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Every day we post 10 new Classical CD and DVD reviews. A free weekly summary is available by e-mail. MusicWeb is not a subscription site. To keep it free please purchase discs through our links.

  Classical Editor Rob Barnett    


The Siena Piano – that was a World War II booby trap, a beehive, an incubator and a butcher’s refrigerator

Looking through some old treasured LPs the other day, I came across two volumes released by one of the early budget labels Saga: Music in Miniature Vols 1 (Saga 5361) and 2 (Saga 5393). Music in Miniature was the name of a programme on the old BBC (radio) Home Service. The programme enjoyed a remarkable popularity and it ran for many years surprisingly so in view of its nature for it consisted of half an hour of uninterrupted instrumental and chamber music and songs.

Volume 2 included Anatole Kitain playing two Bach pieces: Sheep May Safely Graze (arr. Egon Petri) and Jesu, Joy of Man’s Desiring (arr. Myra Hess). Kitain used the so-called Siena Piano for these recordings.

I was astonished to read this hilarious account of the history of this incredible instrument:-

"This unique instrument is an upright of enormous size (the wood is supposedly five inches thick) with a multitude of bizarre legends surrounding it. Whilst it is unlikely that the wood came from the pillars of Solomon’s Temple as reputed, its intriguing history (too long and involved to report here) makes one wonder! It is thought to have been made in Italy before the turn of the 19th century and every inch of its surface is resplendently carved with cherubs and lions and multifarious rococo designs. It has been in the possession of kings and princes and was reputedly played by Liszt. Somehow or other it found its way to North Africa where it accompanied Rommel’s army during the war. Left behind in their retreat, it was found thickly encased in desert-hardened plaster and clogged with sand. Unrecognisable as a piano, it was nearly blown up as a suspected booby-trap. Afterwards made serviceable again, but still with its immovable plaster case, it accompanied a group of entertainers with the Allied armies through Sicily and Italy. Before eventually ending up on the Tel Aviv city rubbish dump, it saw service as a beehive, an incubator and a butcher’s refrigerator. The plaster case was finally removed with 24 gallons of acetone by Avner Carmi who spent three years restoring it and finally taking it to America where he wrote a book about it. A unique instrument with a unique history - and a unique sound"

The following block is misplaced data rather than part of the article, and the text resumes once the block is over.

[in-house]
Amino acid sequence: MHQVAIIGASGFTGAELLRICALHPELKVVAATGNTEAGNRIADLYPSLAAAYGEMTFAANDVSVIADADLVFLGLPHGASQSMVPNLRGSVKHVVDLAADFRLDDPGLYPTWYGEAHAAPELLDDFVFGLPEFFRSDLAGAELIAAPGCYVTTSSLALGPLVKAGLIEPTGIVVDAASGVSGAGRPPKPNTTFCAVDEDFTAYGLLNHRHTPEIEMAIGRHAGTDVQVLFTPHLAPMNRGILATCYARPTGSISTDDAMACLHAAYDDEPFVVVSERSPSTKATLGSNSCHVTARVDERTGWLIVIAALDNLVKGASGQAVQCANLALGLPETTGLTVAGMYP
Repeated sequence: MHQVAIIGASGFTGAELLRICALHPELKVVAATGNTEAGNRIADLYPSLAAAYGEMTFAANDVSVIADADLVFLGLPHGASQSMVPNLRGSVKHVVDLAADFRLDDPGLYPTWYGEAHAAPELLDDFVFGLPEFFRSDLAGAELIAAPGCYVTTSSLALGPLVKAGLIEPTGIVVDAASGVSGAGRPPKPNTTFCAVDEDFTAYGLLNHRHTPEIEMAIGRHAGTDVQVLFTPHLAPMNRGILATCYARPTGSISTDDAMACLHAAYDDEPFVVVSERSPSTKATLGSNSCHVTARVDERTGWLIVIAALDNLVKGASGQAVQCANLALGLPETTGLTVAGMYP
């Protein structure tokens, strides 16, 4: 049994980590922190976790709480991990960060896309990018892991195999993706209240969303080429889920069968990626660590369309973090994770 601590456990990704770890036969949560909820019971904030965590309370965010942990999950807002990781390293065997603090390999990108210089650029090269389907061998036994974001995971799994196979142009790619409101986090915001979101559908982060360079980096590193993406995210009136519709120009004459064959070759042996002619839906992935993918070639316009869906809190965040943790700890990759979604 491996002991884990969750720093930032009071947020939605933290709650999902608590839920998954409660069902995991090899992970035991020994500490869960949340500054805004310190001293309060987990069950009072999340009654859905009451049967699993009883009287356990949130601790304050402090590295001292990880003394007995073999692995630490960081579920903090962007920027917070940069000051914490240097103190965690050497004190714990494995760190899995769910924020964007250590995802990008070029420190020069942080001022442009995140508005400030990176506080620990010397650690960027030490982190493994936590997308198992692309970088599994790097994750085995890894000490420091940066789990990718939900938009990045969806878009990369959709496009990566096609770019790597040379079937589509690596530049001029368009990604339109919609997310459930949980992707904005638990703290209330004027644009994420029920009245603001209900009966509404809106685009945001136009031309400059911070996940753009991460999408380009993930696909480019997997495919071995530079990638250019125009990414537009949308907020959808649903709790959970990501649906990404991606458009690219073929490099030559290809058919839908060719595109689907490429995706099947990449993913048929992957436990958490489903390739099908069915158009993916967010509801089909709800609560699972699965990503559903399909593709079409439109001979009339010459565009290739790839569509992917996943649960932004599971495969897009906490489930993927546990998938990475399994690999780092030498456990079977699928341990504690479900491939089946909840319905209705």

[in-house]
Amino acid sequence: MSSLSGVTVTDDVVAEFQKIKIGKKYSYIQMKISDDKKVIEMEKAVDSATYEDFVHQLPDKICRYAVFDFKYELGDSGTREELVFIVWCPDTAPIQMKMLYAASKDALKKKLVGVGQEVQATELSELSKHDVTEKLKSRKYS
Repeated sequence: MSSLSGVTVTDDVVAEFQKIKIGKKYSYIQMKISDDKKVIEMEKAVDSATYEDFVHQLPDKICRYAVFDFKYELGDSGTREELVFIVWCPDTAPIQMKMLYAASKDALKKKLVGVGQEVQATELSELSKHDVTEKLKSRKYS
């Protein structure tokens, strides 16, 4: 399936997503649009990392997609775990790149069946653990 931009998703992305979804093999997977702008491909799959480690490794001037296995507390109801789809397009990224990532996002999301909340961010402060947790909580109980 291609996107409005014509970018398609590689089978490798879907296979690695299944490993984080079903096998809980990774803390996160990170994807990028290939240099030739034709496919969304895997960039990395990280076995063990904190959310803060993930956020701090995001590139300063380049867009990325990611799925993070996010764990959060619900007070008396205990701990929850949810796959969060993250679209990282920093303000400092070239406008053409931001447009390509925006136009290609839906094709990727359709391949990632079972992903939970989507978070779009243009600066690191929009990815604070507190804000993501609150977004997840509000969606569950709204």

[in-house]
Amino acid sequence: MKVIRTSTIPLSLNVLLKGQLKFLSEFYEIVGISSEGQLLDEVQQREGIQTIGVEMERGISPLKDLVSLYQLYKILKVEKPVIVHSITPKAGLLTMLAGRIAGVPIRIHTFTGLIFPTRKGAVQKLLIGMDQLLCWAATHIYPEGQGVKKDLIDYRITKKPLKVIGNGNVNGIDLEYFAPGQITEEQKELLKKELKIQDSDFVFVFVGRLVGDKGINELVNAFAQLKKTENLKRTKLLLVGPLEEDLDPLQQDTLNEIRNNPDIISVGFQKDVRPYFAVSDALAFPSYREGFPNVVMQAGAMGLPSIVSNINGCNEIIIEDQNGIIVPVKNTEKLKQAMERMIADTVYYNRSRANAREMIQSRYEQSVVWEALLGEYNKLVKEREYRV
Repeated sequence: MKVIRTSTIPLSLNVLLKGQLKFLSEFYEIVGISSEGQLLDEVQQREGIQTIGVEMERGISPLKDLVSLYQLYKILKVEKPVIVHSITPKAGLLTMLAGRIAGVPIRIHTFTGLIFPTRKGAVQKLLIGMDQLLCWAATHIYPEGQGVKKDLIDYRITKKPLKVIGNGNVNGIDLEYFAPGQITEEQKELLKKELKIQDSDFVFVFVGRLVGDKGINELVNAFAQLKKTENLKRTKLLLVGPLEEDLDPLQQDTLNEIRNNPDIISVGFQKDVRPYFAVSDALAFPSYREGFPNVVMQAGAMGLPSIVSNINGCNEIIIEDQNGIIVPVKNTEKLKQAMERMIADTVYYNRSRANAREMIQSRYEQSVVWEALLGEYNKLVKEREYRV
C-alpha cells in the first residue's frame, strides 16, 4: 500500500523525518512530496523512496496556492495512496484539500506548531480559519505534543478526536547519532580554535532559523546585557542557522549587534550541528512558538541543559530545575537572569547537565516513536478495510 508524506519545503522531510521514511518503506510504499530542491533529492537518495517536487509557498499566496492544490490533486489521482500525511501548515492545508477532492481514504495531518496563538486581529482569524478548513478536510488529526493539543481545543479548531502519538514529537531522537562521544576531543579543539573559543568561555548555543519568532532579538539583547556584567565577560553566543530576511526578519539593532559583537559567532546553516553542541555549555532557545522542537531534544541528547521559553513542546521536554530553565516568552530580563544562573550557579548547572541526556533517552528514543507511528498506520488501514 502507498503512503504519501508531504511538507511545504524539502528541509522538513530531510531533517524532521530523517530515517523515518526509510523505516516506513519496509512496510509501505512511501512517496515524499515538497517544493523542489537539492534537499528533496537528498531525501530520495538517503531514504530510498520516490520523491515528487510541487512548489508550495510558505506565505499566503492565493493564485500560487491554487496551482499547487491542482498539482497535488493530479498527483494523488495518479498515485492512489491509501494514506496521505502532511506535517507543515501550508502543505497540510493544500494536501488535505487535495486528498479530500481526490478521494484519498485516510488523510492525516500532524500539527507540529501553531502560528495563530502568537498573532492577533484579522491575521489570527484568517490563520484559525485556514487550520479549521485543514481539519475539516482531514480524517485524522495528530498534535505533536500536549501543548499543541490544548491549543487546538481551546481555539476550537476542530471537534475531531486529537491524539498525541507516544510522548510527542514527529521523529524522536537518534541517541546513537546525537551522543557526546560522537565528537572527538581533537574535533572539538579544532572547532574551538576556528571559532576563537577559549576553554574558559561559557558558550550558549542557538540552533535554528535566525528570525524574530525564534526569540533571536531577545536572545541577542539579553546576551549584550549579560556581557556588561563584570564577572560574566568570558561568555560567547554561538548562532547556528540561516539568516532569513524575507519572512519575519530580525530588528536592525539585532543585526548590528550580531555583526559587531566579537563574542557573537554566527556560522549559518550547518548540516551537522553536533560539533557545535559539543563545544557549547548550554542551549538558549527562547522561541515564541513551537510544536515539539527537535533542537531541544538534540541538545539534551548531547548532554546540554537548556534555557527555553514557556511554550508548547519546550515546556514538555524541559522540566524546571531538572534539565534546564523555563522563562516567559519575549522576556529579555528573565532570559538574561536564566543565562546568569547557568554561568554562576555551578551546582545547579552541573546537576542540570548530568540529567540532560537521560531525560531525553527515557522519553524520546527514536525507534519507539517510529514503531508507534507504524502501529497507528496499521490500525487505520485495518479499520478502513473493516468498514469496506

Ian Lace


see also THE IMMORTAL PIANO
A recollection by Willem Verster

The book by Avner Carmi appears to be out of print in English.
Bookfinder.com found 11 second-hand copies
A German impression is available from Amazon.de

 

April 2008

Bernard H. Merems writes:

I thought you might like to know that the item on your fine website about the Siena Piano, penned by Ian Lace, is almost entirely spurious, the perpetuation of a legend about a piano actually created by Avner Carmi and self-perpetuated in a book under his name published some 50 years ago. Extensive reserch shows that virtually none of the so-called facts in the matter check out.

Yours for accuracy,
Bernard H. Merems

 



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